Getronics Editorial Team
In this article:
The digital workplace has existed for quite some time, but it wasn’t until the coronavirus pandemic rolled around that it came into the mainstream. As organisations were abruptly plunged into remote working, they were forced to accept what was then referred to as the new normal.
These digital workplaces were overwhelmingly deployed as an urgent solution to a new and unexpected challenge, and it’s safe to say that most organisations were not ready for it. Consequentially, the majority of these digital workplaces were deployed without the backing of any long-term planning or well-thought-out strategy.
This was understandable at the time. Most C suites simply didn’t have the time to flesh out thorough plans for hybrid working in the face of an emerging pandemic. After all, many thought pandemic lockdowns would only last for a few weeks—workers could then return to the office. Or not.
Digital Workplaces Are Here to Stay
Although the sudden hybrid approaches and digital workplaces that organisations adopted at the time were OK, they were—and in many cases, still are—far from optimised. They were never meant to be permanent solutions; just temporary ones.
Attitudes have changed, though. The consensus is that remote and hybrid working isn’t going away. 48% of managers believe that remote/hybrid working has made their team more productive, and 20% of workers would be willing to give up 10% of their salary for a 4-day work week according to Owl Labs.
If you’re one of many organisations that are looking to keep remote and/or hybrid working policies in place in the long term, you need to think seriously about whether your current setup is optimised.
Yes, it might work—but does it work efficiently and productively? If not, you need to consider digital workplace optimisation.
Digital Workplace Optimisation
A digital workplace is an environment where technology is leveraged extensively to facilitate and streamline work processes, communication, collaboration, and information sharing among employees. It uses various digital tools, platforms, and solutions to create a cohesive ecosystem that transcends physical boundaries.
Digital workplace optimisation therefore looks at ways digital processes can be improved and enhanced to reduce operational costs, streamline employee workflows, increase productivity, enable cohesion and communication, and more. Fundamentally, it involves leveraging various digital solutions to create an integrated, user-friendly, and efficient work environment.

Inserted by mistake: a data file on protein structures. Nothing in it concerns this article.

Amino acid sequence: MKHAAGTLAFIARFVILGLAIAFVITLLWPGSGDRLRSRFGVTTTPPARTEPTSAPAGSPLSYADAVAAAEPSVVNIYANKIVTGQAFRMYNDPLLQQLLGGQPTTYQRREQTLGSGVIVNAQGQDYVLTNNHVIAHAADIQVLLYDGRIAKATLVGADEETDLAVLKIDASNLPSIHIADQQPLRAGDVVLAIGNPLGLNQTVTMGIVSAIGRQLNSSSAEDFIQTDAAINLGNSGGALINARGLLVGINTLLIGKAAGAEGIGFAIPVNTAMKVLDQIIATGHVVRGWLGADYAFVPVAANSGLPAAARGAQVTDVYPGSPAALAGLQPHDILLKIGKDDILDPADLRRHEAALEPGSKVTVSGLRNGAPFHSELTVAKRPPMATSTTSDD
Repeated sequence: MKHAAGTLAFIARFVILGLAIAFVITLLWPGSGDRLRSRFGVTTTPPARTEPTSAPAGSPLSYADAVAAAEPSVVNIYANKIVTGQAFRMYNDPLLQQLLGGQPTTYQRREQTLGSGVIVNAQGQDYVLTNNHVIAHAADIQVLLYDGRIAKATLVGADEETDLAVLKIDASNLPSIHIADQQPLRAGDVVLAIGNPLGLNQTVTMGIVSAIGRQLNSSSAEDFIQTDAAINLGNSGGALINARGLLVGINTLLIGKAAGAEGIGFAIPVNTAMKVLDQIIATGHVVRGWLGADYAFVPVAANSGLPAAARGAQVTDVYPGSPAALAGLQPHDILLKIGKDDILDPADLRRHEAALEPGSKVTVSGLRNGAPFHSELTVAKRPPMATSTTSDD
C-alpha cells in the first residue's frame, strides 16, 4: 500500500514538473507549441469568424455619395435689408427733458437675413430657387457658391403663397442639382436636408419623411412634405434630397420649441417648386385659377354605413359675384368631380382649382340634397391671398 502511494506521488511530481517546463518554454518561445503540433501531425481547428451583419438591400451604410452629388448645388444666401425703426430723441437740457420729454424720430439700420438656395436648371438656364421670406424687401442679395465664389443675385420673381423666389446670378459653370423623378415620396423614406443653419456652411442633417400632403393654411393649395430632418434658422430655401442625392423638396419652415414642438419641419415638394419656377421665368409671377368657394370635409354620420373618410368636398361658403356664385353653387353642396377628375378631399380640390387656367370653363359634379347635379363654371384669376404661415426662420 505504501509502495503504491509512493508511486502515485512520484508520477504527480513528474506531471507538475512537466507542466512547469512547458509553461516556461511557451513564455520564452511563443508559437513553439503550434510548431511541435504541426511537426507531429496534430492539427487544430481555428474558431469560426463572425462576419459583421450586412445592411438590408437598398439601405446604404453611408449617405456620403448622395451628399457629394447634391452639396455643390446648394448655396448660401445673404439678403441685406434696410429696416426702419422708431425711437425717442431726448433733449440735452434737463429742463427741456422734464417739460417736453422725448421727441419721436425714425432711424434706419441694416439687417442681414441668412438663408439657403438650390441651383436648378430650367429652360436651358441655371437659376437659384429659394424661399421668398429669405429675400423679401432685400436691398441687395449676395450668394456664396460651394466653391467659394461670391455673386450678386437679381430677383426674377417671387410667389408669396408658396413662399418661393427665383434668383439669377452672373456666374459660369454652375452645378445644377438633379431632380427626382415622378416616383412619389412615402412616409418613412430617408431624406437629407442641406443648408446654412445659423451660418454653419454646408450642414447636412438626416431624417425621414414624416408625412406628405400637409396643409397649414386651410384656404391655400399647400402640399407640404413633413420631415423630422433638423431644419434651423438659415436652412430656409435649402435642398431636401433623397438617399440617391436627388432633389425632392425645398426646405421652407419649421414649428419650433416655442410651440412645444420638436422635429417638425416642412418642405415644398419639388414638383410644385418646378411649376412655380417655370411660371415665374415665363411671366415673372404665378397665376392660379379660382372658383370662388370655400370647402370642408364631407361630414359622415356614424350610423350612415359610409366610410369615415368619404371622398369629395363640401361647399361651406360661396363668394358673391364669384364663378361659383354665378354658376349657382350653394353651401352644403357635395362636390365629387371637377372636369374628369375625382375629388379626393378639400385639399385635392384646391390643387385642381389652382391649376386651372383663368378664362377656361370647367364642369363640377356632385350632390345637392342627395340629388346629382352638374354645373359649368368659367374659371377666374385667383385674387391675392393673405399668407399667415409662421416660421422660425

There are various questions you should ask yourself when trying to decide whether your digital workplace is optimised, such as:
- Is our digital workplace designed around business outcomes?
- Did we gather employee thoughts and feedback before deployment?
- Did we assess workforce wants and needs before deployment?
- Did we create different personas to assess how groups might be impacted?
- What do these personas need?
- What are their specific requirements?
- Have employees adopted our digital workplace, or is there resistance?
- Do we collect data and analytics to assess workplace usage statistics?
- Did we design a human-centric workplace?
- Are its services designed around our people?
- Does it help how they collaborate?
- Does it support and empower them?
If your answer to these questions is no, chances are that your digital workplace was a product of pandemic-induced haste and could use some TLC.
Approaching Digital Workplace Optimisation
Optimisation is fundamentally a right-sizing operation that provides each employee and work role with the tools and services they need, nothing more. You don’t need to overthink things.
That said, it’s more than an if this then that situation. Optimisation also needs to address how these tools and services are consumed and seek to promote seamless access from the devices and locations needed. In doing so, it helps to surface the right level of data and information on a role basis, improve employee experiences, reduce friction, and increase overall organisational productivity.
In essence, an optimised digital workplace provides employees with an ecosystem of collaborative tools for working remotely—whether that’s fully remote or via a hybrid model. In doing so, it enables the following:
- Seamless communication and collaboration among dispersed employees.
- Increased efficiency and productivity driven by digital technology.
- Digital transformation and innovation across operations.